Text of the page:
Unpopular opinions? - Page 2

mimo91088

Member
The whole goldfish need giant tanks thing is a peeve of mine. Yes commons get huge. But I've successfully kept fancies in as low as 29 gallons. They're totally accessible to most hobbyists and I wish more people knew that. It's good we've got people to stop chucking them in bowls. But now we've gone too far the opposite direction. If you can afford 100 gallon tank that's awesome and they'll love it. But even if you can only fit a 29, loveable goldfish are within your reach.

NevermindIgnoreMe , calling you in buddy for backup when my lecture begins lol
 

mattgirl

Member
mimo91088 said:
The whole goldfish need giant tanks thing is a peeve of mine. Yes commons get huge. But I've successfully kept fancies in as low as 29 gallons. They're totally accessible to most hobbyists and I wish more people knew that. It's good we've got people to stop chucking them in bowls. But now we've gone too far the opposite direction. If you can afford 100 gallon tank that's awesome and they'll love it. But even if you can only fit a 29, loveable goldfish are within your reach.

NevermindIgnoreMe , calling you in buddy for backup when my lecture begins lol
I agree. I think we have gone way overboard with the size a tank needs to be for a lot of fish, not just goldfish and even the number of fish someone has to have to keep the fish happy.
 

julifhy

Member
mattgirl said:
I agree. I think we have gone way overboard with the size a tank needs to be for a lot of fish, not just goldfish and even the number of fish someone has to have to keep the fish happy.
And I agree with that lol. I see a lot of people think “bigger is better” when it really always isn’t...
I usually see this with people who own bettas and haven’t really done a lot of research. They have a betta in a small tank, a bunch of people tell them to get a bigger tank, so they get 20-55 gallon tank for a single betta?? (They also don’t cycle the tank, but people see a huge tank, so they think the fish is “spoiled” )
 

babykitten

Member

shrimpyay

Member
My unpopular opinion is that I don't aesthetically like the look of big fish in tanks. Those tanks always look sparse and boring to me (which, I get--the big guys need a lot of space, and for tanks that can fit into a normal house, that = fewer fish!), and it seems most of the big fish have a war against plants, so it's always mostly barren. Anyways, I just prefer the look of BIG TANK with lots of tiny tiny fish

Not, alas, that I have a big tank, or lots of fish... Maybe one day.
 

AcornTheBetta

Member
My unpopular opinion: Small fish look better in big tanks than big fish do.
 

JamieLu

Member
babykitten said:
Me too. My betta fish from about a year ago died of finrot and my water parameters were perfect. I tested them.
I have one now with persistent fin rot. Not severe but everytime some of it heals other parts start to be affected. I also have perfect params, have tried daily changes, salt, tannins and even antibiotics. Removed all sharp stuff, etc. Sometimes i think its just genetics
 

MacZ

Member
JamieLu said:
Sometimes i think its just genetics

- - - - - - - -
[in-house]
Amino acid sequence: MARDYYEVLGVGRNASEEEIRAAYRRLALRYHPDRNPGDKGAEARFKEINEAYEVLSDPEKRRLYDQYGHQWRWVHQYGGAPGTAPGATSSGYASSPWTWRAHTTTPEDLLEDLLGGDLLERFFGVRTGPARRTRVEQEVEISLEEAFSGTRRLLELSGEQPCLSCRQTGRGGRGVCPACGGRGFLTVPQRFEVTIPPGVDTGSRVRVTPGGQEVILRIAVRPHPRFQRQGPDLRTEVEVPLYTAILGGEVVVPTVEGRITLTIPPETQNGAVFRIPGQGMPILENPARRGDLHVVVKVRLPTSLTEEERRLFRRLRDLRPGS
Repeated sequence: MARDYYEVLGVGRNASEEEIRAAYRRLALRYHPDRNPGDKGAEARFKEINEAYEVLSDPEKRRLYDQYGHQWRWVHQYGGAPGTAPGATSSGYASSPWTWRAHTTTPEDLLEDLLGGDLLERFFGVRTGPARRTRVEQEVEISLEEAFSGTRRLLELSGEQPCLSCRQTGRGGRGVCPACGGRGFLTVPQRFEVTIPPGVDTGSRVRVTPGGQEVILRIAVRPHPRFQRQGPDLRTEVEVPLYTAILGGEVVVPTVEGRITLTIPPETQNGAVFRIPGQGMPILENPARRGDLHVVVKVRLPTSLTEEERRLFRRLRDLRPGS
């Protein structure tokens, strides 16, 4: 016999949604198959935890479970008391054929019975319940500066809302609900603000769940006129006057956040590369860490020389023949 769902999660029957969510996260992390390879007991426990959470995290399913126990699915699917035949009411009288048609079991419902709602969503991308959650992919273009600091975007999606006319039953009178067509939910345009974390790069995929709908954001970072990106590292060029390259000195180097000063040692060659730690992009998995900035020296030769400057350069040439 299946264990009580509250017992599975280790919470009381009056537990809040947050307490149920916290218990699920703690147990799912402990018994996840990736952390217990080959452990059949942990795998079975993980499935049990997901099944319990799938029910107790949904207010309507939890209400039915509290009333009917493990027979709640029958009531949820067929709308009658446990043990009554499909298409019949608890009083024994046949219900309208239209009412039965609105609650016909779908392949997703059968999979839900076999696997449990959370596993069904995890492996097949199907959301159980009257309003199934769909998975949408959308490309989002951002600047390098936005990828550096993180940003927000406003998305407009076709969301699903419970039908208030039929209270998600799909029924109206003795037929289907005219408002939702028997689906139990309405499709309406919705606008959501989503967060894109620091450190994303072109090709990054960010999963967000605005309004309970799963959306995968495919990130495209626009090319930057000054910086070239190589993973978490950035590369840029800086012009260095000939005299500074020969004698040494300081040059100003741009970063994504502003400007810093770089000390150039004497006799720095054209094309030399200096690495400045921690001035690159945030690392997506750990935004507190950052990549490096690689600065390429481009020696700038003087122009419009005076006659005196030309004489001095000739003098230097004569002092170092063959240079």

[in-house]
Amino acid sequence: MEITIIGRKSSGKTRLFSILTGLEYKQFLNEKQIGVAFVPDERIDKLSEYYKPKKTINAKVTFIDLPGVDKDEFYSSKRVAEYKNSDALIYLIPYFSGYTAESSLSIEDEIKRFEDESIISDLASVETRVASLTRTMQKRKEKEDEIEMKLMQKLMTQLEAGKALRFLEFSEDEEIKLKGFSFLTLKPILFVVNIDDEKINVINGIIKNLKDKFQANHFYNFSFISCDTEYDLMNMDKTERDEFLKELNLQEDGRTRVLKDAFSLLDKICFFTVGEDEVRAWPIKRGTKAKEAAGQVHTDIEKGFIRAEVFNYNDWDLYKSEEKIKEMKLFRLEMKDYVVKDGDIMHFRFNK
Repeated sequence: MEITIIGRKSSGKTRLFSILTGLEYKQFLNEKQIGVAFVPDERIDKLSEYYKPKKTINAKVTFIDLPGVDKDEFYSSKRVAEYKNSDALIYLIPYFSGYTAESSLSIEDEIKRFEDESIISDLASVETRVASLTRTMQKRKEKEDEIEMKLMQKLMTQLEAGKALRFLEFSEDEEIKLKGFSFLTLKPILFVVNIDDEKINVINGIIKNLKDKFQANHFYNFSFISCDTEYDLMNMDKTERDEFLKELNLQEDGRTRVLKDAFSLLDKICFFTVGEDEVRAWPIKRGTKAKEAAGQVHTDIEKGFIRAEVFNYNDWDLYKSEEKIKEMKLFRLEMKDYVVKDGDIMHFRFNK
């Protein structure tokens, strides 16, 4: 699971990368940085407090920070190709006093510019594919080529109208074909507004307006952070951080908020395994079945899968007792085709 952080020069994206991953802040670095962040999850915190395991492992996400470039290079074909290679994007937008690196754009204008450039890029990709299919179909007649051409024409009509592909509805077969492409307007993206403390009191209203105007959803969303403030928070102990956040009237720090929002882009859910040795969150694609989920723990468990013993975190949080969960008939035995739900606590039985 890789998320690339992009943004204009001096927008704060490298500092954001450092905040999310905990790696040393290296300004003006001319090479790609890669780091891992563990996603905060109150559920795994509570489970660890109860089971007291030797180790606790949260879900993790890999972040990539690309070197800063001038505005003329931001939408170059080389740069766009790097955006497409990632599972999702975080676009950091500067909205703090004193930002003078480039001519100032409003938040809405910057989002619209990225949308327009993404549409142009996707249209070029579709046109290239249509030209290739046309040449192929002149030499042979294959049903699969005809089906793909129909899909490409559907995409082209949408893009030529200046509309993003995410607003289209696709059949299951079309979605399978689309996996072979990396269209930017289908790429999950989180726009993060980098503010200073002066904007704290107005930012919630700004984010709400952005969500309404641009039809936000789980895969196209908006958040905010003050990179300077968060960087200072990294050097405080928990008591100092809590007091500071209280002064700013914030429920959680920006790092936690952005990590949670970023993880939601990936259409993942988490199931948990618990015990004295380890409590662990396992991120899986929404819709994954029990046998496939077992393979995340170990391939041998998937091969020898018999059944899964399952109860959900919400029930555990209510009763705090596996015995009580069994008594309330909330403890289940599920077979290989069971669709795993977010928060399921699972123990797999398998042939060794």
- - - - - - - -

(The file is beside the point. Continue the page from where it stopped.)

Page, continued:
There are few species of domestic fish more overbred than bettas. And with massproduction come multiresistent pathogens.

Which is one of my unpopular opinions: Keeping less overbred fish saves you A LOT in meds and nerves.
 

Mazeus

Member
Unpopular opinion- Aggressive cichlid tanks are anxiety enducing.
 

Dippiedee

Member
I think this is unpopular; generally I much prefer rocky tanks with some wood than planted tanks. Hence why I tend to think saltwater tanks are prettier than freshwater ones
 

faydout

Member
Dippiedee said:
I much prefer rocky tanks with some wood
I've purposefully been not posting any pictures of the tank I've been building for a few months now. I scaped it to look like a bog, with tree stumps, some spider wood, a branch or two, leaf litter and about 15 lbs of seiryu. It is planted, but I did it looking for oddballs that look like they would fit the motif. Dwarf lily's (just got my first lily pad on the surface this week), banana plants, buce godzilla, anubias peite nana, anubias coffefolia, and a couple of crypt wenditi (red) that have both started coming back nicely from the initial melt. I need to get the coffefolia out of the pot and attached to the spider wood this weekend because the Corys and Apistos are paid for and should be here next Tuesday.
 

AvalancheDave

Member
JamieLu said:
I have one now with persistent fin rot. Not severe but everytime some of it heals other parts start to be affected. I also have perfect params, have tried daily changes, salt, tannins and even antibiotics. Removed all sharp stuff, etc. Sometimes i think its just genetics
The one time I had fin rot was because I had organic waste hidden in the filter that I was unaware of. The fin rot went away when I cleaned it out.

There may be times when you do need antibiotics but most of the antibiotics sold to aquarists are for Gram positive bacteria, under-dosed, not absorbed from water, or ineffective for various other reasons.
 

RomanNoodles96

Member
AvalancheDave said:
The one time I had fin rot was because I had organic waste hidden in the filter that I was unaware of. The fin rot went away when I cleaned it out.